Fusarium and fumonisin in GM maize grown by small-scale farmers in KwaZulu-Natal, South Africa





genetically modified maize, fumonisin, Fusarium, small-scale farmers, KwaZulu-Natal


The genetic modification (GM) of maize to contain proteins that act to control insects has become a widespread agricultural practice. Although the reduction of insect damage to maize ears could potentially increase crop yield, rural small-scale farmers might be reluctant to buy expensive GM seed every season even when the lower fungal infection of the GM maize might also result in health benefits. This study was conducted over 5 years in three districts of northern KwaZulu-Natal, South Africa, to study the Fusarium verticillioides and F. proliferatum infection and fumonisin contamination levels in Bt maize, Roundup- Ready® maize, conventional commercial maize and traditional landrace maize planted by rural farmers following their traditional agricultural practices. Mean Fusarium infection rates varied between 3.0% and 38.3% with large standard deviations. Fusarium infection was not significantly different (p>0.05) between the various genotypes, possibly due to the wide variation in results and low sample numbers. Although the fumonisin results also showed wide variation, the trend of contamination was lower in Bt maize compared to conventional commercial genotypes. The mean fumonisin levels in Bt hybrids were mostly <300 μg/kg, ensuring a safe maize supply in populations consuming maize as a dietary staple. The wide variations in Fusarium and fumonisin levels within each district point to the influence of local agricultural practices, local environmental conditions, and seasonal variations. Reducing exposure to fumonisins in these communities requires both further attention to the possible influence of these factors, as well as the use of appropriate post-harvest strategies.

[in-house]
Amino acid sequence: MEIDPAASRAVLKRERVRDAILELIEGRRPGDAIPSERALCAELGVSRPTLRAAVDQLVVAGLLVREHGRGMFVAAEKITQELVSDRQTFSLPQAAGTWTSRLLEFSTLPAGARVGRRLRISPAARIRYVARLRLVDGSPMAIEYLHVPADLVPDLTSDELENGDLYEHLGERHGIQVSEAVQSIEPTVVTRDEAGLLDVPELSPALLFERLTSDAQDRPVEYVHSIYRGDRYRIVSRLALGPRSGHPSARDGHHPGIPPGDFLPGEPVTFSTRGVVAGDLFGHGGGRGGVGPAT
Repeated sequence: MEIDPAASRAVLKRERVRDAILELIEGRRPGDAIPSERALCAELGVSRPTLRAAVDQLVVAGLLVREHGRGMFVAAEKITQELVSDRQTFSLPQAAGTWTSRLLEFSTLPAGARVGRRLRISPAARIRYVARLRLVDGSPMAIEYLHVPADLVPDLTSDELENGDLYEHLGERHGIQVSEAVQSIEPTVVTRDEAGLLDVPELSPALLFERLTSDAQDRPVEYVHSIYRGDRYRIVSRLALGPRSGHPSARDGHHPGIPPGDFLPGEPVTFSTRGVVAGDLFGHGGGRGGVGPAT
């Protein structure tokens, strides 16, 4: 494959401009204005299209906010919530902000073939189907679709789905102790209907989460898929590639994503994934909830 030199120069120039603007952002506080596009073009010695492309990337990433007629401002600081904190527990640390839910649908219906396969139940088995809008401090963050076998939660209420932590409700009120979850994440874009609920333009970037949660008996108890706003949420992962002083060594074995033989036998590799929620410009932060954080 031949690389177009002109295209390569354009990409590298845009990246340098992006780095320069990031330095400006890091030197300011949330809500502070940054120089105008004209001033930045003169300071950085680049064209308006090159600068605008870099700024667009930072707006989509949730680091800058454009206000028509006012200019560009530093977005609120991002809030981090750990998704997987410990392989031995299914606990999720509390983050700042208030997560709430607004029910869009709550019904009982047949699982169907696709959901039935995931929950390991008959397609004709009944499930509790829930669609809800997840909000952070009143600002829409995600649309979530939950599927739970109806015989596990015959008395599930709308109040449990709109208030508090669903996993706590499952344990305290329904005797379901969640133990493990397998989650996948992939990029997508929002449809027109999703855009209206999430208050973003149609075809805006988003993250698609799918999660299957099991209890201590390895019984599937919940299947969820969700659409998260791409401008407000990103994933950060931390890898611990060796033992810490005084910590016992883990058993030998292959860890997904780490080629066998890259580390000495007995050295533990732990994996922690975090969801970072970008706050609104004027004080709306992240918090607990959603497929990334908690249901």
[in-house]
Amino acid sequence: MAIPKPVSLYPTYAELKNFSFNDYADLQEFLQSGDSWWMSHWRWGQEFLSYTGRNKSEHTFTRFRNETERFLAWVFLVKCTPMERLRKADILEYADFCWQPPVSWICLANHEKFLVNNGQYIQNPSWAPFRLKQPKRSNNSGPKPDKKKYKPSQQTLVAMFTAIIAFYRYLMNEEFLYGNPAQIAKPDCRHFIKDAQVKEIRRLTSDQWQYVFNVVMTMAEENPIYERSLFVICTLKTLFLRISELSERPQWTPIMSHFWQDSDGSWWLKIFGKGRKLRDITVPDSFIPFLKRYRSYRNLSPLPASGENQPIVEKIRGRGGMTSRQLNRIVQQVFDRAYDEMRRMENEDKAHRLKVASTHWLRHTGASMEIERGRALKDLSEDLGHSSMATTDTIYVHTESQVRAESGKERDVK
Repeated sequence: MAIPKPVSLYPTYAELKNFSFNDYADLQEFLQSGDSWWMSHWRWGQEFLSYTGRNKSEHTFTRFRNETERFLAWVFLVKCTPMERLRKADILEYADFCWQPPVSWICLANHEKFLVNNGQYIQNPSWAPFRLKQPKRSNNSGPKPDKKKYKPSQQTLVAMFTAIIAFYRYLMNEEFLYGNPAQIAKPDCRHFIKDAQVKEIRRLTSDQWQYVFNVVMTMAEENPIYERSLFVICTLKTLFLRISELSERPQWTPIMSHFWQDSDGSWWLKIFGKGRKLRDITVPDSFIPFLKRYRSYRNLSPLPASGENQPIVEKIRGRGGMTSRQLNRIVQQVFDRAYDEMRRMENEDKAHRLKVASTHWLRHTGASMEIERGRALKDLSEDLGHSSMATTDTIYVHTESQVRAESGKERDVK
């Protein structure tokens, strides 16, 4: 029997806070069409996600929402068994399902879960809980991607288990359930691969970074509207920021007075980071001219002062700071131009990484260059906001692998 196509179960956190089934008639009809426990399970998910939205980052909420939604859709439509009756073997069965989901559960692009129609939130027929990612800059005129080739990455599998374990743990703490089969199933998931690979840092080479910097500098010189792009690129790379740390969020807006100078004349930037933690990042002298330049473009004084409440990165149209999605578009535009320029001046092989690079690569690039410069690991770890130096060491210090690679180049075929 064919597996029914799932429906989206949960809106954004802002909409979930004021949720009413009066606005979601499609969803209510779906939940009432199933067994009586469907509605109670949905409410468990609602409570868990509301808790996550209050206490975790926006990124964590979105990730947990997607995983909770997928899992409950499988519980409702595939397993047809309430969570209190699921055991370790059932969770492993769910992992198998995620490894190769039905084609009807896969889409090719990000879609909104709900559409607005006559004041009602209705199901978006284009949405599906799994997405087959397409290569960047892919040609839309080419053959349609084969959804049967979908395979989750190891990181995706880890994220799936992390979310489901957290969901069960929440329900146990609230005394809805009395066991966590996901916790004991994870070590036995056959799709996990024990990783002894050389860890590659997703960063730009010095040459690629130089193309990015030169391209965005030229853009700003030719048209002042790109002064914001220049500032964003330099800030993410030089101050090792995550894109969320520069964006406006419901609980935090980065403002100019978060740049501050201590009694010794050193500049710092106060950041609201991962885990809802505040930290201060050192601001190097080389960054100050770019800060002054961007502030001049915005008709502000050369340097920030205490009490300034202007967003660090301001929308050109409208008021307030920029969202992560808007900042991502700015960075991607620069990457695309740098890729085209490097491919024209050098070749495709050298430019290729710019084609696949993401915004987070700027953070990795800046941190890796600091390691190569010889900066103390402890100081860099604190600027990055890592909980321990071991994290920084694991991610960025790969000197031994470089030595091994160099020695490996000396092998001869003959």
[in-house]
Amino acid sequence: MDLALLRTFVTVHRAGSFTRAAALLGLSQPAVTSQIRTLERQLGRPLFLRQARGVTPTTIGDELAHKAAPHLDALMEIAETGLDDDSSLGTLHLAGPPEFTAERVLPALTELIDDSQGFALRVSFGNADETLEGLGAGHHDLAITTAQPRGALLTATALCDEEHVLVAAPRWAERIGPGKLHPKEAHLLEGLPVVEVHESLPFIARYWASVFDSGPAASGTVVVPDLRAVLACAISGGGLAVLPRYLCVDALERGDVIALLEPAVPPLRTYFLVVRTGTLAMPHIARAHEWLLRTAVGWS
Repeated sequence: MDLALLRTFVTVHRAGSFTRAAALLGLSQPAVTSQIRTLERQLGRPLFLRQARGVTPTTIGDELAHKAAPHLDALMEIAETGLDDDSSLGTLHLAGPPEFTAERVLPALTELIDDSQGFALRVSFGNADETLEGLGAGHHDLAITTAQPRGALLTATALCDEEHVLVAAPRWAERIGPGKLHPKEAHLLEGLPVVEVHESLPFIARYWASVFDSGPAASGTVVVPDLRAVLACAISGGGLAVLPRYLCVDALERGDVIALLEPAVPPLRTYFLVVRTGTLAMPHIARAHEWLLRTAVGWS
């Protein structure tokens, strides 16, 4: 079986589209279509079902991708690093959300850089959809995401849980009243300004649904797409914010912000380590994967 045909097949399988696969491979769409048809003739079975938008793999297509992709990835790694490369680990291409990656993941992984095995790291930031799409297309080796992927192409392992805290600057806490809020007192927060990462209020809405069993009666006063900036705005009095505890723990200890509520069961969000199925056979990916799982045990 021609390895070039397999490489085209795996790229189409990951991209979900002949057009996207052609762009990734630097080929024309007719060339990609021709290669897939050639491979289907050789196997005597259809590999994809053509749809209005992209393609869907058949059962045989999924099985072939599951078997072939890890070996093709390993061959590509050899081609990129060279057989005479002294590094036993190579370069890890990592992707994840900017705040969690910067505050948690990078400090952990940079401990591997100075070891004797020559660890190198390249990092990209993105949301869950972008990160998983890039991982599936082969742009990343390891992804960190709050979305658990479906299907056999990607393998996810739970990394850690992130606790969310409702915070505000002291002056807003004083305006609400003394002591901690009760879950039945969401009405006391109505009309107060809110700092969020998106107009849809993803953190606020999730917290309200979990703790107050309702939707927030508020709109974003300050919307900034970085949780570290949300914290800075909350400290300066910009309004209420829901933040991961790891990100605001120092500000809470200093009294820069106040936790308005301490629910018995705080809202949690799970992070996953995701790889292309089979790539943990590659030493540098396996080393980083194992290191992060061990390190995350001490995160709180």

This study was the first in South Africa to follow rural farmers planting Bt and commercial maize hybrids as well as open-pollinated landrace maize, according to their traditional agricultural practices. The results show that in some instances the Bt maize had the lowest fumonisin levels.


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How to Cite

Rheeder, J. P., & van der Westhuizen, L. (2024). Fusarium and fumonisin in GM maize grown by small-scale farmers in KwaZulu-Natal, South Africa. South African Journal of Science, 120(1/2). https://doi.org/10.17159/sajs.2024/15905



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